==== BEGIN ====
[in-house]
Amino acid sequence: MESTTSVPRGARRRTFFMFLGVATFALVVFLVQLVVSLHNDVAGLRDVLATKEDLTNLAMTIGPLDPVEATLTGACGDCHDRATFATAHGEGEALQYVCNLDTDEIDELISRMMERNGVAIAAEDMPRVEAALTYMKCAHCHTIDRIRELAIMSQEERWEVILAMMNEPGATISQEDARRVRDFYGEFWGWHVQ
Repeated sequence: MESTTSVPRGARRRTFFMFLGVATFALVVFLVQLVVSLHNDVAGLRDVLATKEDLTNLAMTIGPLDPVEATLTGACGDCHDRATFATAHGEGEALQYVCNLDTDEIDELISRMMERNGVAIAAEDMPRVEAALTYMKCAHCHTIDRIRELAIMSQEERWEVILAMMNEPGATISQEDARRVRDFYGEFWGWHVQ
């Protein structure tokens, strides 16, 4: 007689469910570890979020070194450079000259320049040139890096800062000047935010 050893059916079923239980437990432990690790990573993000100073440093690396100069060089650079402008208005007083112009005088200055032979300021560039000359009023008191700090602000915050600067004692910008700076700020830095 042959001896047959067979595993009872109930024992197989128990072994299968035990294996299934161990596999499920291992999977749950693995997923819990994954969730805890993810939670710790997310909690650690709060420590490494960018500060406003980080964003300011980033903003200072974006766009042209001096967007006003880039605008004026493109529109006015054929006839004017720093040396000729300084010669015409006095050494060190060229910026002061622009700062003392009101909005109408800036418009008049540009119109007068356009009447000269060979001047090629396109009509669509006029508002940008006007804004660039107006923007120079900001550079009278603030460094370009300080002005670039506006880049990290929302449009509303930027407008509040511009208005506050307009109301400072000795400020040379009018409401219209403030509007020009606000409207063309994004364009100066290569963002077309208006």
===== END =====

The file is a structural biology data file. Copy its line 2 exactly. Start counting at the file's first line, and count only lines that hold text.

Amino acid sequence: MESTTSVPRGARRRTFFMFLGVATFALVVFLVQLVVSLHNDVAGLRDVLATKEDLTNLAMTIGPLDPVEATLTGACGDCHDRATFATAHGEGEALQYVCNLDTDEIDELISRMMERNGVAIAAEDMPRVEAALTYMKCAHCHTIDRIRELAIMSQEERWEVILAMMNEPGATISQEDARRVRDFYGEFWGWHVQ